KABUL, Afghanistan (AP) — The Taliban launched a large-scale assault Monday on Kunduz, a northern Afghan city that briefly fell to the insurgents a year ago and was only fully liberated weeks later with the help of U.S. airstrikes.
The insurgents reached a central roundabout and hoisted their flag, residents said on condition of anonymity, fearing retribution. But Amruddin Wali, a member of the provincial council, said security forces still control the airport, police headquarters, provincial government offices and the intelligence agency.
"Intense fighting is going on right now at the governor's compound and the NDS (intelligence agency) office," he said.
The Taliban said they had seized the roundabout and several checkpoints, but did not claim to have captured the city.
The heavy fighting forced government offices, schools and shops to close, said Mohammad Yusouf Ayubi, head of the Kunduz provincial council. He said parts of the city were empty and highways to the south and east were closed.
Defense Ministry spokesman Dawlat Waziri said Afghan forces had launched airstrikes on Taliban positions, and were carrying out offensive operations outside the city.
"I totally reject claims that the Taliban have taken over Kunduz city," he said, adding that the insurgents had captured an area to the west.
The Interior Ministry said a policeman was killed and four were wounded in the ongoing fighting.
The attack came as President Ashraf Ghani left for an international aid conference in Brussels, where he expects donors to pledge $3 billion a year through 2020 to aid the country's reconstruction as it continues to wage a 15-year war against the Taliban.
The fall of Kunduz last year marked the Taliban's first capture of an urban center since the group was driven from power by a U.S.-led invasion in 2001. Afghan forces backed by U.S. air power spent around three weeks driving the militants out of the city. Kunduz came under threat again in April, but U.S.-backed Afghan forces fended off the attack, driving the insurgents into surrounding districts.
Navy Capt. Jeff Davis, a Pentagon spokesman, said Monday that the situation in Kunduz "remains fluid." He initially said that the U.S. was carrying out airstrikes in support of Afghan forces there, but later said that only Afghan aircraft had carried out strikes.
He said U.S. special operations forces are working with Afghan forces in Kunduz as well as in the southern Helmand province, where the U.S. has carried out airstrikes.
Taliban spokesman Zabihullah Mujahid earlier claimed the insurgents had captured several checkpoints in Kunduz. In a later statement, he said they had occupied the main intersection of the city, where gunmen raised their white flag on a police box in the roundabout.
Doctors Without Borders had planned a memorial service on Monday for the victims of the U.S. military bombing of their hospital in Kunduz a year ago, during the fighting with the Taliban, but the ceremony was cancelled, the international charity said.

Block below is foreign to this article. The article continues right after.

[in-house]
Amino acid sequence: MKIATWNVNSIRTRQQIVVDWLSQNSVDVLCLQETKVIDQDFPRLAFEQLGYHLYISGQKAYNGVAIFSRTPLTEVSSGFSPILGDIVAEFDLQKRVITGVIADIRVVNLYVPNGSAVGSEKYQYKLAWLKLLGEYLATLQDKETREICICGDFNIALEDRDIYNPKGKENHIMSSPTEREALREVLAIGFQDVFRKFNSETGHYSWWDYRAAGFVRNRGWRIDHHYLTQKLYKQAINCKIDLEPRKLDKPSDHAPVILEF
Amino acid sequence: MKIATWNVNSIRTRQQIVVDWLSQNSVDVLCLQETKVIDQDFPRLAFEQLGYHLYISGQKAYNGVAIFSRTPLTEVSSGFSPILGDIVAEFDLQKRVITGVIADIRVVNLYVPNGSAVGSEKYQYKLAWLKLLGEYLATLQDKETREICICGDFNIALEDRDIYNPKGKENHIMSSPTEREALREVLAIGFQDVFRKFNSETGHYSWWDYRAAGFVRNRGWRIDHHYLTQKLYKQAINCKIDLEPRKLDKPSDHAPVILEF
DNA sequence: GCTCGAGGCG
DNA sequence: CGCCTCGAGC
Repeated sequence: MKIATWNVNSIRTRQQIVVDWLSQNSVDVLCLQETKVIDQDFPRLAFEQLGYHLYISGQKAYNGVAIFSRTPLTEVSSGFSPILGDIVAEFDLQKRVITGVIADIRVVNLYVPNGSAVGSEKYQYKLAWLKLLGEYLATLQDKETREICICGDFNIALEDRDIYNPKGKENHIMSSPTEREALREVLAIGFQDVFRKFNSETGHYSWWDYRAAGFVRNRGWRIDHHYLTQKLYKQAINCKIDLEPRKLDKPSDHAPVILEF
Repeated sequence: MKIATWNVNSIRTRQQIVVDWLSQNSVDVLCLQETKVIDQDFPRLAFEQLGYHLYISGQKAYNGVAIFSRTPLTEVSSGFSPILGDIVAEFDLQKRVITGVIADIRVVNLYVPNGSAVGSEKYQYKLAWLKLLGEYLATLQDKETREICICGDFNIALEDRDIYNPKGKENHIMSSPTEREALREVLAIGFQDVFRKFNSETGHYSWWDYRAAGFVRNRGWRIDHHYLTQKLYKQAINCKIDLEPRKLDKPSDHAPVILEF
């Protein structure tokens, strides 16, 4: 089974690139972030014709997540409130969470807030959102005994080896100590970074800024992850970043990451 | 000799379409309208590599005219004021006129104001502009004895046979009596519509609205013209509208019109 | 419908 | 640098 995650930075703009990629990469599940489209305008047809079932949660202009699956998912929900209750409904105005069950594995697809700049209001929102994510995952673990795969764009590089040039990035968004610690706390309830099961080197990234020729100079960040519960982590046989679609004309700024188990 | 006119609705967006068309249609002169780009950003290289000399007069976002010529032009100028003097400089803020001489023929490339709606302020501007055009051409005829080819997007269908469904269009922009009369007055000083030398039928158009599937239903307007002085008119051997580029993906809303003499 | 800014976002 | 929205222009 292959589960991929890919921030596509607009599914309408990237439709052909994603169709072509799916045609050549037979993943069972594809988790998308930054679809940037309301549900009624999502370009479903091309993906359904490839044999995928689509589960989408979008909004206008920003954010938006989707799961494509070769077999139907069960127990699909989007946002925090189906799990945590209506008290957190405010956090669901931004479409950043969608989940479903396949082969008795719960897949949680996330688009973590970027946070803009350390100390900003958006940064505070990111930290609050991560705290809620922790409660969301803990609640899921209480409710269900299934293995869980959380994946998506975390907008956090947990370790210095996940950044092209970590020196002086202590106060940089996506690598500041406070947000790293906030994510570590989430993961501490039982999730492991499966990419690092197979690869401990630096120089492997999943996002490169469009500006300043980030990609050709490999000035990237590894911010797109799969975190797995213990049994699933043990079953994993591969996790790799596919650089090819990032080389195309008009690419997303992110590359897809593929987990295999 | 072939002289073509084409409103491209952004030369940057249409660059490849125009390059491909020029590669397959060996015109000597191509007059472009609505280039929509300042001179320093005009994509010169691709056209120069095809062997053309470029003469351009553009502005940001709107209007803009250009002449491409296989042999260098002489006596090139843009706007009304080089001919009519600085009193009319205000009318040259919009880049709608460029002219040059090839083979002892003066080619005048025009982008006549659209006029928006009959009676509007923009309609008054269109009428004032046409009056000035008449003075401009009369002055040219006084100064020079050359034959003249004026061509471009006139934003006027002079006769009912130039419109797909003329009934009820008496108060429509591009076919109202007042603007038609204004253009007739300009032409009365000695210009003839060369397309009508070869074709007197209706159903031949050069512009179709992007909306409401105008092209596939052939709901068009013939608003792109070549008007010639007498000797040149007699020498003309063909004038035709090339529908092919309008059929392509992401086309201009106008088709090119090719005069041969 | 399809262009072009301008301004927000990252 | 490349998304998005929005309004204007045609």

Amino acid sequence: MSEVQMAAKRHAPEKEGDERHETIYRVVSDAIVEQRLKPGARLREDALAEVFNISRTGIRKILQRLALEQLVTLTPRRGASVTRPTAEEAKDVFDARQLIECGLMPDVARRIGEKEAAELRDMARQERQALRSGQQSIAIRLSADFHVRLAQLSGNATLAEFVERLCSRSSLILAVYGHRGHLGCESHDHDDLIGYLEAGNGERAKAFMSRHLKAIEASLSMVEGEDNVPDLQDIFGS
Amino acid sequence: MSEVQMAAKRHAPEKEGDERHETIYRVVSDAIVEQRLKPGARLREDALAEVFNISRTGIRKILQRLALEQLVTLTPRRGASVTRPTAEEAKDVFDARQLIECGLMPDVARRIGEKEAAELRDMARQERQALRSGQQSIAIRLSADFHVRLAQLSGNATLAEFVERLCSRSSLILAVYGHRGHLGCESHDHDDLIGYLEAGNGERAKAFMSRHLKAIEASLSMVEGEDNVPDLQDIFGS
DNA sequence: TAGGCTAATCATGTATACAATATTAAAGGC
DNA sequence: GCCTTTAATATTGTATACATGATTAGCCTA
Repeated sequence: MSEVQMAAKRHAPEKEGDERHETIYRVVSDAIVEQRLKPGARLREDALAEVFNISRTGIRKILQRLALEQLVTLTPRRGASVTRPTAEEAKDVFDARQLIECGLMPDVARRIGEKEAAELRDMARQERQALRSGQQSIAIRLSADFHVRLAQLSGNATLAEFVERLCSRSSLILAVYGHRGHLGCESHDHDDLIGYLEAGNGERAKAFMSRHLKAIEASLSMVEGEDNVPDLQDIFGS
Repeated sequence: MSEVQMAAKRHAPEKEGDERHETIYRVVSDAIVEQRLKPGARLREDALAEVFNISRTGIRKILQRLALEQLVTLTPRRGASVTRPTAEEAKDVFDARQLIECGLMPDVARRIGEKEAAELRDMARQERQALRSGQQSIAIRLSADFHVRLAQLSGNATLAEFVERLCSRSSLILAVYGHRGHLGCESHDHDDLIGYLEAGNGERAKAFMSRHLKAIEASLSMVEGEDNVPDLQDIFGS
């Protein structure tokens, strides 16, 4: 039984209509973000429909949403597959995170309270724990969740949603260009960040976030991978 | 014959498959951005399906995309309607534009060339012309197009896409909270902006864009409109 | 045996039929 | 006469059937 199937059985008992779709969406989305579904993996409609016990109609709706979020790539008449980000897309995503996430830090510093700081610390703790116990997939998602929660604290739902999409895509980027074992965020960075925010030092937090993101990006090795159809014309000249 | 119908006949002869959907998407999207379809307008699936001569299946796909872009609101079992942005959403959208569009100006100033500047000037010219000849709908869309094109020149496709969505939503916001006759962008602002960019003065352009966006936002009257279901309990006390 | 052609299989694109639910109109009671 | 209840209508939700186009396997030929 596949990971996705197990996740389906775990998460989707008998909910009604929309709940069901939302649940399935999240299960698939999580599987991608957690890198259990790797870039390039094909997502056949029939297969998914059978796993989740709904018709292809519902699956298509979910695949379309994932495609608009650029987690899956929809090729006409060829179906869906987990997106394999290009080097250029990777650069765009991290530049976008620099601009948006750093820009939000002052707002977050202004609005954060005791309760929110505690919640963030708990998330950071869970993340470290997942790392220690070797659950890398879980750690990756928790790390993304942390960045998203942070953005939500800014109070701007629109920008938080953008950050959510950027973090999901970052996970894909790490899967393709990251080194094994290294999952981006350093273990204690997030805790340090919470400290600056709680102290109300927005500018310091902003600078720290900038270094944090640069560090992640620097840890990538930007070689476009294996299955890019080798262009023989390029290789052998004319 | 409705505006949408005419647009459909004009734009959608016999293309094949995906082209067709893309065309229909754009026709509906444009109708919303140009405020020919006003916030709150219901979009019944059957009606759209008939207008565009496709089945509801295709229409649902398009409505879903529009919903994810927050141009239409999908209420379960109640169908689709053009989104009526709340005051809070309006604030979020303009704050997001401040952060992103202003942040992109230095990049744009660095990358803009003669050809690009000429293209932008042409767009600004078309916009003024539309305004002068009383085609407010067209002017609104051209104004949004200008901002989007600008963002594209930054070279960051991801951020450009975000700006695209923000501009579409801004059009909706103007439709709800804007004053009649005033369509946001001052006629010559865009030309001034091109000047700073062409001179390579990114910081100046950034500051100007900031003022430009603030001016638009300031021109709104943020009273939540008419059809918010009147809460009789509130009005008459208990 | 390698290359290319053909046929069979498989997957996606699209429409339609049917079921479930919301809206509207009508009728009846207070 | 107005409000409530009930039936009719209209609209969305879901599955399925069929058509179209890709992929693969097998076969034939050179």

In the southern province of Helmand, meanwhile, insurgents attacked a police headquarters in Naway district, killing the local police chief.
Afzel Khan, a policeman who survived the attack, said a suicide car bomber hit the compound around 2.30 a.m., blasting through the gate and allowing gunmen to enter.
Provincial spokesman Omar Zwak said police chief Ahmad Shah Khan was killed. Zwak couldn't confirm other casualties and denied the district had fallen to the Taliban.
Davis, the Pentagon spokesman, said the Taliban seized a district center in Naway, but that Afghan forces took it back.
Other Afghan officials, who spoke on condition of anonymity because they were not authorized to speak to the media, said at least 10 policemen were killed in the attack and another 20 wounded. The figures could not be officially confirmed.
Zwak said the Taliban had also attacked Helmand's Nad Ali district, but he had no further details.
Elsewhere on Monday, an Afghan soldier was killed and three were wounded when a bicycle bomb targeted an army vehicle in the capital, said Sadiq Muradi, a Kabul police official. No group immediately claimed responsibility for that bombing.
In the northern Jawzjan province, at least six people were killed and around 45 wounded when a bomb rigged to a motorcycle was detonated by remote control in a busy shopping district, according to Mohammad Reza Ghafori, the provincial governor's spokesman.
Khan reported from Kandahar, Afghanistan. Associated Press writers Lynne O'Donnell and Karim Sharifi in Kabul, Afghanistan, and Lolita C. Baldor in Washington contributed to this report.